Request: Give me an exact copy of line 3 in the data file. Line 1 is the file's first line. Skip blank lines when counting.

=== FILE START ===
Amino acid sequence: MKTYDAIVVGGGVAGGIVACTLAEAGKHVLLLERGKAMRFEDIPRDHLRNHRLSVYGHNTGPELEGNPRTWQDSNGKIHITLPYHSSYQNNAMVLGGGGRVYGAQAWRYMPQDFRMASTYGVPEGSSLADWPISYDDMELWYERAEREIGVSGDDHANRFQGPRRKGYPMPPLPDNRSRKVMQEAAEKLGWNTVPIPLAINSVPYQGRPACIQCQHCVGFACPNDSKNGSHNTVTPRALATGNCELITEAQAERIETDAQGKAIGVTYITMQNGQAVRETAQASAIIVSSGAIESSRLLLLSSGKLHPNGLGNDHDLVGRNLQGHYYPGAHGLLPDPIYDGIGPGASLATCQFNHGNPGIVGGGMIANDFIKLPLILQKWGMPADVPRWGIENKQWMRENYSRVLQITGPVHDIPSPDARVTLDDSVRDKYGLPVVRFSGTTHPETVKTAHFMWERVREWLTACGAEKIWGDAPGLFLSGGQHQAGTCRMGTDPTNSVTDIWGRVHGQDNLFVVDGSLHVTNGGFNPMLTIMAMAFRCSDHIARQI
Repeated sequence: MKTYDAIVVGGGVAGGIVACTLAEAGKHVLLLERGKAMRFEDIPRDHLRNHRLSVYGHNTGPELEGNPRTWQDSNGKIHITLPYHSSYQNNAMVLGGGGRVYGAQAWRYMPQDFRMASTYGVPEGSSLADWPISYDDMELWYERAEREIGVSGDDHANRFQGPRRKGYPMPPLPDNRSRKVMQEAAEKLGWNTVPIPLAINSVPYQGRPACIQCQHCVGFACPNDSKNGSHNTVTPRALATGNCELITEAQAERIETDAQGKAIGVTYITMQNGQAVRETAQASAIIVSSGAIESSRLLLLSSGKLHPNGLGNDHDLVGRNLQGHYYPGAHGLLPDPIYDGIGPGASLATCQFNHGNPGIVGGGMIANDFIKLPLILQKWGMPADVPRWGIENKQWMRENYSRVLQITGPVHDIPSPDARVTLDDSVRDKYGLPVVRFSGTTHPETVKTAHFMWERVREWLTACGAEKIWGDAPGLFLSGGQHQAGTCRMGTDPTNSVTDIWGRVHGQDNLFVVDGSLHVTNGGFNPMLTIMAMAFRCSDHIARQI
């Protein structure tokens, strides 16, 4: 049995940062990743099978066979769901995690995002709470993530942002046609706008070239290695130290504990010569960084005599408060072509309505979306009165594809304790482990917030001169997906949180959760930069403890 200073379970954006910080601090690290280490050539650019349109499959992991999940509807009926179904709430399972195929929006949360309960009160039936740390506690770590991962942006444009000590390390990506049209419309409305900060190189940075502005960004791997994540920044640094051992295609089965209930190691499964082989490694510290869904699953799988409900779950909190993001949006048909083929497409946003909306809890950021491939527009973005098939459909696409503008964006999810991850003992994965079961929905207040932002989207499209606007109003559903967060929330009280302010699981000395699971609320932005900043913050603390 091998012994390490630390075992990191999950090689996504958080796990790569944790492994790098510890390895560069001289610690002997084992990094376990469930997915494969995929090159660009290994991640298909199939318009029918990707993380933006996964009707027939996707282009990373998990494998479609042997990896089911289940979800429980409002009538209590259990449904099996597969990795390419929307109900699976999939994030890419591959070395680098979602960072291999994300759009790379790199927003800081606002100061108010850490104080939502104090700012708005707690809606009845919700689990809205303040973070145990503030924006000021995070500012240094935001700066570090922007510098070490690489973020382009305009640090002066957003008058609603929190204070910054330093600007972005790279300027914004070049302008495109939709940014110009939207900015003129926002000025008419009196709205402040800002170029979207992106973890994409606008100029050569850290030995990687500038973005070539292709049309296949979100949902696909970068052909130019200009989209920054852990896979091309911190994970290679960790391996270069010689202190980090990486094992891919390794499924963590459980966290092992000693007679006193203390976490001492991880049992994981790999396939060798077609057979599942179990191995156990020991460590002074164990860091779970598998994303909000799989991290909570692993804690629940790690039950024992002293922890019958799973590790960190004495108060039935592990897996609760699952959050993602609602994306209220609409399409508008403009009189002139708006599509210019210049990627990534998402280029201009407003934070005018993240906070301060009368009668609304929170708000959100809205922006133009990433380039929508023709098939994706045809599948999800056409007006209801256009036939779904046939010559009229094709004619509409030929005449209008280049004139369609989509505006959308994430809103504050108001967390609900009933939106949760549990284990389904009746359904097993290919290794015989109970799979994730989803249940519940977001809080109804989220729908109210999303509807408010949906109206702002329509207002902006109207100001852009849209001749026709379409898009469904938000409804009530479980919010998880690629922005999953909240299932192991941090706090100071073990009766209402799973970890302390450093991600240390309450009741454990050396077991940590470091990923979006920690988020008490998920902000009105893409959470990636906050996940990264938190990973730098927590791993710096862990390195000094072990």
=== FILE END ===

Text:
């Protein structure tokens, strides 16, 4: 049995940062990743099978066979769901995690995002709470993530942002046609706008070239290695130290504990010569960084005599408060072509309505979306009165594809304790482990917030001169997906949180959760930069403890 200073379970954006910080601090690290280490050539650019349109499959992991999940509807009926179904709430399972195929929006949360309960009160039936740390506690770590991962942006444009000590390390990506049209419309409305900060190189940075502005960004791997994540920044640094051992295609089965209930190691499964082989490694510290869904699953799988409900779950909190993001949006048909083929497409946003909306809890950021491939527009973005098939459909696409503008964006999810991850003992994965079961929905207040932002989207499209606007109003559903967060929330009280302010699981000395699971609320932005900043913050603390 091998012994390490630390075992990191999950090689996504958080796990790569944790492994790098510890390895560069001289610690002997084992990094376990469930997915494969995929090159660009290994991640298909199939318009029918990707993380933006996964009707027939996707282009990373998990494998479609042997990896089911289940979800429980409002009538209590259990449904099996597969990795390419929307109900699976999939994030890419591959070395680098979602960072291999994300759009790379790199927003800081606002100061108010850490104080939502104090700012708005707690809606009845919700689990809205303040973070145990503030924006000021995070500012240094935001700066570090922007510098070490690489973020382009305009640090002066957003008058609603929190204070910054330093600007972005790279300027914004070049302008495109939709940014110009939207900015003129926002000025008419009196709205402040800002170029979207992106973890994409606008100029050569850290030995990687500038973005070539292709049309296949979100949902696909970068052909130019200009989209920054852990896979091309911190994970290679960790391996270069010689202190980090990486094992891919390794499924963590459980966290092992000693007679006193203390976490001492991880049992994981790999396939060798077609057979599942179990191995156990020991460590002074164990860091779970598998994303909000799989991290909570692993804690629940790690039950024992002293922890019958799973590790960190004495108060039935592990897996609760699952959050993602609602994306209220609409399409508008403009009189002139708006599509210019210049990627990534998402280029201009407003934070005018993240906070301060009368009668609304929170708000959100809205922006133009990433380039929508023709098939994706045809599948999800056409007006209801256009036939779904046939010559009229094709004619509409030929005449209008280049004139369609989509505006959308994430809103504050108001967390609900009933939106949760549990284990389904009746359904097993290919290794015989109970799979994730989803249940519940977001809080109804989220729908109210999303509807408010949906109206702002329509207002902006109207100001852009849209001749026709379409898009469904938000409804009530479980919010998880690629922005999953909240299932192991941090706090100071073990009766209402799973970890302390450093991600240390309450009741454990050396077991940590470091990923979006920690988020008490998920902000009105893409959470990636906050996940990264938190990973730098927590791993710096862990390195000094072990």